CA Legislature Turning Off Tap on PFAS “Forever” Chemicals

The end of the legislative session in California brought welcome news on PFAS, a class of toxic “forever” chemicals consisting of 12,000+ chemicals. Several pieces of legislation addressing this toxic and persistent class of chemicals moved forward.

The end of the legislative session in California brought welcome news on PFAS, a class of toxic “forever” chemicals consisting of 12,000+ chemicals. Several pieces of legislation addressing this toxic and persistent class of chemicals moved forward.

PFAS contaminate drinking water across the state and country, particularly in disadvantaged communities; are showing up in rainwater and sea spray; and are found in the bodies of virtually all people living in the US. They are associated with myriad health effects, including cancer, liver and kidney damage, and suppressed immunity, including interference with the effectiveness of vaccines. Not surprisingly, Californians across the spectrum overwhelmingly support getting PFAS out of everyday products like clothes and textiles.

The California Legislature is delivering for its residents. The Legislature passed several bills to eliminate unnecessary uses of PFAS in products (including clothes and textiles and cosmetics) and to create greater information and transparency on the presence of PFAS in products and industrial processes. These bills are now on the Governor’s desk. The Legislature also provided funding for improved testing and the development of health-based standards for PFAS in drinking water. These efforts put California at the forefront of state and national actions across the country to address PFAS pollution and protect residents in the absence of comprehensive national action and can even help transform the national market when it comes to the use of PFAS.

Funds to address PFAS in drinking water

Earlier in the summer, California’s budget authorized funds to support the State Water Board in addressing this massive class of chemicals broadly, and not just one at a time, by:

  • conducting additional PFAS monitoring, particularly for disadvantaged communities;
  • developing a validated broad-spectrum test for the class of PFAS chemicals; and
  • developing a treatment technique for addressing total PFAS.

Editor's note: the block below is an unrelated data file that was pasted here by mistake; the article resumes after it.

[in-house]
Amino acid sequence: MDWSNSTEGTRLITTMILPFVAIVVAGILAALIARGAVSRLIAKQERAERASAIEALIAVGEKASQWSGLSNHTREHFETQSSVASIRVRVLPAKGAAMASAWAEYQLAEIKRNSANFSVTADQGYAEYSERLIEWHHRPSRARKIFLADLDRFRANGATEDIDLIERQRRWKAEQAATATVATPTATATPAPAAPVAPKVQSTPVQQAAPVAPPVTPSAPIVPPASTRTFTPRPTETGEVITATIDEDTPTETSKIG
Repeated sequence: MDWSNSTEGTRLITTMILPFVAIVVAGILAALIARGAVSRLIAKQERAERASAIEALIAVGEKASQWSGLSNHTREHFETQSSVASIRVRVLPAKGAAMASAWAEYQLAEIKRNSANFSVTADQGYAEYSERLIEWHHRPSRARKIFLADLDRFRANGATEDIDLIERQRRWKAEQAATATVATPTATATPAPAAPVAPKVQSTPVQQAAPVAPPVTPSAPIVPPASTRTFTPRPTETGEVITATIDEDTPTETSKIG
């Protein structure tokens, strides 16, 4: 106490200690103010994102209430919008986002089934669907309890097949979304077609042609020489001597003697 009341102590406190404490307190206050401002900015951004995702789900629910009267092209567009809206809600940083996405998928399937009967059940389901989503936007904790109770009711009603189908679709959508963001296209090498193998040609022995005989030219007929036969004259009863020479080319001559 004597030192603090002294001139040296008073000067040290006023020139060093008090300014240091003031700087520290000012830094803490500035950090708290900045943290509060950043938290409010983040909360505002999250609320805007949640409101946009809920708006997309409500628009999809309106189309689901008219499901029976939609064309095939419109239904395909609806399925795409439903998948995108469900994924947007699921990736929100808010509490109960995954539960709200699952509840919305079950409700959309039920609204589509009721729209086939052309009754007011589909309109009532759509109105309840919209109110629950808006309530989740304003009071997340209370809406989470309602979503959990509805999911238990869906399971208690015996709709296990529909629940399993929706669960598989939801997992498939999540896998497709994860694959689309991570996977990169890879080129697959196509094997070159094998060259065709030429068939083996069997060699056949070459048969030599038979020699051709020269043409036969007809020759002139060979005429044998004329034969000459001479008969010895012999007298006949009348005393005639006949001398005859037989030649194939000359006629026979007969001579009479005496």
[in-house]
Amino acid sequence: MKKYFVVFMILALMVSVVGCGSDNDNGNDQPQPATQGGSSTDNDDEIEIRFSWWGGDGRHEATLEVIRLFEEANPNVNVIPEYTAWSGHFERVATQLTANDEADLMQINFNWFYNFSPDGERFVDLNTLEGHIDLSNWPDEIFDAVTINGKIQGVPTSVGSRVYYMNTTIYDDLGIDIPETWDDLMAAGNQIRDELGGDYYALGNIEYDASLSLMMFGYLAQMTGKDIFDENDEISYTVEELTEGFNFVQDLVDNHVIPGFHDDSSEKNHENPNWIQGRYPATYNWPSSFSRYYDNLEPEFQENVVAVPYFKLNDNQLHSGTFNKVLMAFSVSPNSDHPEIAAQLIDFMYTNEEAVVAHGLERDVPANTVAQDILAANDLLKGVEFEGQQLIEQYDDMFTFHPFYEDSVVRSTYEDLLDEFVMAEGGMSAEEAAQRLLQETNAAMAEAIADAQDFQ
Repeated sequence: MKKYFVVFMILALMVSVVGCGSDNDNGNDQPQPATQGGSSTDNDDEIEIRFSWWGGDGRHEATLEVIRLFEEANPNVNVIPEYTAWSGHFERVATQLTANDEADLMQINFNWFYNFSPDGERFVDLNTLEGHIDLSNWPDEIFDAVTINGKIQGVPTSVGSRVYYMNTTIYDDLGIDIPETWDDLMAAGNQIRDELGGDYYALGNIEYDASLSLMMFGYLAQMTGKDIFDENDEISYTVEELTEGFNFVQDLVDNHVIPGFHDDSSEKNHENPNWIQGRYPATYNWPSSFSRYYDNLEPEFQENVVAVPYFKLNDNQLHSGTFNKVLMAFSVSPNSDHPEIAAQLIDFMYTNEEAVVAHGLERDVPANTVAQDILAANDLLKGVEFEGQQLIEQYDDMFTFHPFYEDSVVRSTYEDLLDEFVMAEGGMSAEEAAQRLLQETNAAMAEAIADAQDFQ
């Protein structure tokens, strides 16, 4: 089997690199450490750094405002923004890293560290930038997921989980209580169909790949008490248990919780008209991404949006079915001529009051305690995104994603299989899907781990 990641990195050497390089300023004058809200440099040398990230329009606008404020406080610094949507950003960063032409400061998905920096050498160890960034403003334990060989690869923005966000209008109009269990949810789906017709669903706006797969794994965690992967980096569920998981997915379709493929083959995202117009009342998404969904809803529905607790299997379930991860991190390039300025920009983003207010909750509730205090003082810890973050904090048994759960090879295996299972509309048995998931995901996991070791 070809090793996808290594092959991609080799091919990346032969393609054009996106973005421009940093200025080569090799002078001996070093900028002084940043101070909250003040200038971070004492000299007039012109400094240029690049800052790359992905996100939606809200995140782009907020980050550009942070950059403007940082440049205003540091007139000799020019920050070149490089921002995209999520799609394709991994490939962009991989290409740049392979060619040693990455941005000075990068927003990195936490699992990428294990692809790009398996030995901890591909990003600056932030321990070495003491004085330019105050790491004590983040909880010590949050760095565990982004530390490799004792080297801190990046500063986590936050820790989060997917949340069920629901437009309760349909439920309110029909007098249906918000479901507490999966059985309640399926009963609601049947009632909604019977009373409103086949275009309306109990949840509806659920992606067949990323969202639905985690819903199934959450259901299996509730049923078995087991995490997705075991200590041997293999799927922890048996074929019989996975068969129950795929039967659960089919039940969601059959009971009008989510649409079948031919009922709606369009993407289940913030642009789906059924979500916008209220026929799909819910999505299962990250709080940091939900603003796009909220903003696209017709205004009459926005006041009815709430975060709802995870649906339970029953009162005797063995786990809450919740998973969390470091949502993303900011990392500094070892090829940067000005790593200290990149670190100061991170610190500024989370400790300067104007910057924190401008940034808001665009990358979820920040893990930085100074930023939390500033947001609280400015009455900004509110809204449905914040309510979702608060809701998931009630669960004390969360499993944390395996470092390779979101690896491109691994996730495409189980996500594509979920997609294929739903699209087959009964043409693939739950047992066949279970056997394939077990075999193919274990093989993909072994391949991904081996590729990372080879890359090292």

We and our allies at Clean Water Action and Community Water Center are working with the State Water Board to follow up.

Bill to phase out of PFAS in clothes and textiles

AB 1817 (Ting), the Safer Clothes and Textiles Act, would ban the use of PFAS in most clothes and textiles starting in January 2025. This affects clothes (including outdoor apparel), footwear, household textiles such as sheets and towels, handbags, backpacks, furnishings and upholstery, including textile-based outdoor furniture, shower curtains, and a host of other products in our homes and businesses. Personal protective equipment, which may be needed for health and safety and are used in settings such as healthcare and firefighting, would not be affected by the ban.


Furthermore, while outdoor apparel for severe wet conditions, which are not marketed to the general consumer and are designed for outdoor sports experts, would have until January 2028 to phase out PFAS, any such products containing the chemicals that are sold between 2025 and 2028 would have to disclose that they are “Made with PFAS chemicals,” including on online listings.

The bill is co-sponsored by NRDC, Breast Cancer Prevention Partners, and Clean Water Action, and has support from companies and entities that are leading on eliminating PFAS from clothing and textile products, such as Patagonia, Ikea, Maharam, and the California Outdoor Recreation Partnership.

Other bills addressing PFAS

The Legislature also passed bills banning PFAS in cosmetics (AB 2771) and requiring the reporting of all PFAS being brought into the state whether in products or for manufacturing (AB 2247). These are both important bills led by our allies that NRDC also supports.

While the Legislature and state regulators have taken, and continue to take, important actions to reduce PFAS use and exposures, the ubiquitous nature of these chemicals means we are blind to many other exposure routes, especially in California where we do not manufacture PFAS. For this reason, the reporting bill is critical for knowing where PFAS are being used and where exposures and threats to water resources may occur. 

The bills phasing out the use of PFAS in clothes and textiles and in cosmetics build on previous action by the Legislature to ban PFAS in firefighting foam, paper-based food packaging, and children’s products. Ending existing uses of PFAS is critical. Studies show that phasing out the use of certain PFAS reduces exposure to these chemicals. In addition, PFAS are costly and energy intensive to clean up, treatment cannot fully reverse the damage inflicted on public health and the environment, and we haven’t yet developed ways to safely dispose of PFAS waste. The best way to protect the public and environment from PFAS exposure and harm is to stop the production and use of PFAS wherever possible. California’s large market means that action by the state will not only protect residents, but can help transform the national market for these products.

Action by many other states, including New York, which recently passed a bill to ban PFAS in everyday apparel and is considering broader legislation, and Maryland, which banned PFAS in firefighting foam, rugs and carpets, and paper-based food packaging, are adding to the momentum.

We hope that Governor Newsom will sign AB 1817, AB 2771, and AB 2247, and help protect the health and environment of Californians and beyond.


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